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Some Connecticut Universities Consider Easing Marijuana Policies


Some Connecticut universities and colleges are considering easing their marijuana policies in light of a new state decriminalization law. Under the new state law, which took effect July 1, possession of less than a half-ounce of marijuana is punishable by a fine of $150, and will not end up on a person’s permanent record. Before the law was passed, a person caught with the same amount of marijuana could have faced a $1,000 penalty and a year in prison, The Republic reports.

The University of Connecticut has convened a panel of administrators and students to rethink its current policy that requires police notification whenever there is a suspicion of marijuana on campus. The article notes that universities are being cautious about making any changes to their drug policies, and do not want to adopt a policy that would conflict with federal law. University of Connecticut spokesman Michael Kirk told the newspaper, “On the one hand some change in campus policy may be appropriate in light of the changes in state law. On the other hand marijuana is still illegal.”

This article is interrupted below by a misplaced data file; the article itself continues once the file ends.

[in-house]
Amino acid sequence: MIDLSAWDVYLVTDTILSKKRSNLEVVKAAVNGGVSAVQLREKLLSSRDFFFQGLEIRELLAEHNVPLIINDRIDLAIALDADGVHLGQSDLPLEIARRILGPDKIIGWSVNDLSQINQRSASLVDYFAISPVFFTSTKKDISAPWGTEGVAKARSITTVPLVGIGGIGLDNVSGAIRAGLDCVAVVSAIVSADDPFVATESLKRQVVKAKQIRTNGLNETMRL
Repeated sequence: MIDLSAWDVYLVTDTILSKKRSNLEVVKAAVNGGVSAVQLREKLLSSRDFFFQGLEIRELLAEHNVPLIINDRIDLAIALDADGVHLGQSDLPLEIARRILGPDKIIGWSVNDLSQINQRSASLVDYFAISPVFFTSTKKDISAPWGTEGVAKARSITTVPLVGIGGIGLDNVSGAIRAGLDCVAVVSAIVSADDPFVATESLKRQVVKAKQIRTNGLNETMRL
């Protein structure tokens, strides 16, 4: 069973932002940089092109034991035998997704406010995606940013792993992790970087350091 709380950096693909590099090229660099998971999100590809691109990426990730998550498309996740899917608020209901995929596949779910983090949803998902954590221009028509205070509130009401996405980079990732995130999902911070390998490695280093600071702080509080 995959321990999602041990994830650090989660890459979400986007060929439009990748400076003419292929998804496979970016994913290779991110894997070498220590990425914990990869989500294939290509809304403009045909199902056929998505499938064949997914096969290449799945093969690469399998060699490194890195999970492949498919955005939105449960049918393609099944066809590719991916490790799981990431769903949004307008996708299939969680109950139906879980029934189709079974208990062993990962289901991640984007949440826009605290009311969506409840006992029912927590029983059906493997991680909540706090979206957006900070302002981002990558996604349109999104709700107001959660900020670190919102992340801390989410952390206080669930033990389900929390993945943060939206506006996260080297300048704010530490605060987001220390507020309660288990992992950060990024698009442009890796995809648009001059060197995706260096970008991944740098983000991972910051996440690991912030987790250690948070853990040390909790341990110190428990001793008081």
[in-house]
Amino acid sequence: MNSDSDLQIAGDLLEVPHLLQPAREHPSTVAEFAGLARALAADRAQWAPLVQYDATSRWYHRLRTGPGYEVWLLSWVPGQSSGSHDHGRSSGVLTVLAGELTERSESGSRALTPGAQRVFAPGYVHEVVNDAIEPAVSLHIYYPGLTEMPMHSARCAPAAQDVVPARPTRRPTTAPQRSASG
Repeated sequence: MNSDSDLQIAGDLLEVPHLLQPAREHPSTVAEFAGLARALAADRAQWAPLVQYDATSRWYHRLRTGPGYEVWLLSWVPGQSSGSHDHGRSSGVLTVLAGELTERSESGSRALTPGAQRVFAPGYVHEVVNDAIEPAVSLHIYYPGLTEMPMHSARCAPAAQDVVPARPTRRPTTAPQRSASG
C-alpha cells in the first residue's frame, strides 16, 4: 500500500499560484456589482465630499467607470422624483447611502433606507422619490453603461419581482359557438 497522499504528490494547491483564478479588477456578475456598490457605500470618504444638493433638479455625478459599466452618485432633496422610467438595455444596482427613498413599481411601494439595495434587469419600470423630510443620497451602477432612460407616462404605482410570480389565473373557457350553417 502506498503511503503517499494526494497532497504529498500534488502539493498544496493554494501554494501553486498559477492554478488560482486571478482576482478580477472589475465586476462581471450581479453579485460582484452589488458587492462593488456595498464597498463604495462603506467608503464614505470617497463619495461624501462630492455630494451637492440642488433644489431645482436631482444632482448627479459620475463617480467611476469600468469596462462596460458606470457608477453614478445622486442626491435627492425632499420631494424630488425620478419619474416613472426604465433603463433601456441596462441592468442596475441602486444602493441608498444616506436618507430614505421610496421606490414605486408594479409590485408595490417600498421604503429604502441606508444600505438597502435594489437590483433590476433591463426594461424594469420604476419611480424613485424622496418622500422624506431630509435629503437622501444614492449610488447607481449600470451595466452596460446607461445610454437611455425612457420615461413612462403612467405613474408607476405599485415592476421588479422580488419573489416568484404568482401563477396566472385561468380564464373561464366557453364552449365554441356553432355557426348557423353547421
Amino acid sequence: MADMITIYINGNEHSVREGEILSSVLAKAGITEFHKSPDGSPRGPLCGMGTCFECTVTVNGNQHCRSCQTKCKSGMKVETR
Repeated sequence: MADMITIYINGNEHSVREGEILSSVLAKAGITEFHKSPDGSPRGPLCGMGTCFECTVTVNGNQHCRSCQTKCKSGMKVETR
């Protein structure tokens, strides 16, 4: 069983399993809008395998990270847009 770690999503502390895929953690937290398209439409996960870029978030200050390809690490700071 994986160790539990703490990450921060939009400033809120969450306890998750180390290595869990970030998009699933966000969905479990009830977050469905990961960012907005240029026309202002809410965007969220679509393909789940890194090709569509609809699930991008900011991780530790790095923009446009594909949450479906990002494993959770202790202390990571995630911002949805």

Central Connecticut State University is likely to review its marijuana policy by August, according to a school official. Jonathan Pohl, Director of Drug Education, said he would not want students to view a new, more lax policy as a green light to smoke marijuana on campus. He adds he wants to ensure that students understand that marijuana is still illegal even though it has been decriminalized.

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